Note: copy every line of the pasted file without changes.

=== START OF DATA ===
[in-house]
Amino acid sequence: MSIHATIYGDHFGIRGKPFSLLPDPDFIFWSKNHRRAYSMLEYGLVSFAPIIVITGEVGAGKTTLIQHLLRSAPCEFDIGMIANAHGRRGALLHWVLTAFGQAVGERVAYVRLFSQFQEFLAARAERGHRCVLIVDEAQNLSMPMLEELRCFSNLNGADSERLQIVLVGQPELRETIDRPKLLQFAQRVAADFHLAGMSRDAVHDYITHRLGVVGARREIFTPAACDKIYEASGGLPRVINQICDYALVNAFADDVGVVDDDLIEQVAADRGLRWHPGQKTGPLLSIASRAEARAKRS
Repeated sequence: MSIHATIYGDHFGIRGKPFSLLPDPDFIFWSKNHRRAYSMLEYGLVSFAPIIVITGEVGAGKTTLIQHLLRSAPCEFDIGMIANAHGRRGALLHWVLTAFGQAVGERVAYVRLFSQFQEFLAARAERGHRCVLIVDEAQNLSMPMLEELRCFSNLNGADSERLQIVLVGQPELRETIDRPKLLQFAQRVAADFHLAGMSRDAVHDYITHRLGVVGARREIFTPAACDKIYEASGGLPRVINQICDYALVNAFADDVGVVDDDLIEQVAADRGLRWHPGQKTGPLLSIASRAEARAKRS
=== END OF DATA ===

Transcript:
[in-house]
Amino acid sequence: MSIHATIYGDHFGIRGKPFSLLPDPDFIFWSKNHRRAYSMLEYGLVSFAPIIVITGEVGAGKTTLIQHLLRSAPCEFDIGMIANAHGRRGALLHWVLTAFGQAVGERVAYVRLFSQFQEFLAARAERGHRCVLIVDEAQNLSMPMLEELRCFSNLNGADSERLQIVLVGQPELRETIDRPKLLQFAQRVAADFHLAGMSRDAVHDYITHRLGVVGARREIFTPAACDKIYEASGGLPRVINQICDYALVNAFADDVGVVDDDLIEQVAADRGLRWHPGQKTGPLLSIASRAEARAKRS
Repeated sequence: MSIHATIYGDHFGIRGKPFSLLPDPDFIFWSKNHRRAYSMLEYGLVSFAPIIVITGEVGAGKTTLIQHLLRSAPCEFDIGMIANAHGRRGALLHWVLTAFGQAVGERVAYVRLFSQFQEFLAARAERGHRCVLIVDEAQNLSMPMLEELRCFSNLNGADSERLQIVLVGQPELRETIDRPKLLQFAQRVAADFHLAGMSRDAVHDYITHRLGVVGARREIFTPAACDKIYEASGGLPRVINQICDYALVNAFADDVGVVDDDLIEQVAADRGLRWHPGQKTGPLLSIASRAEARAKRS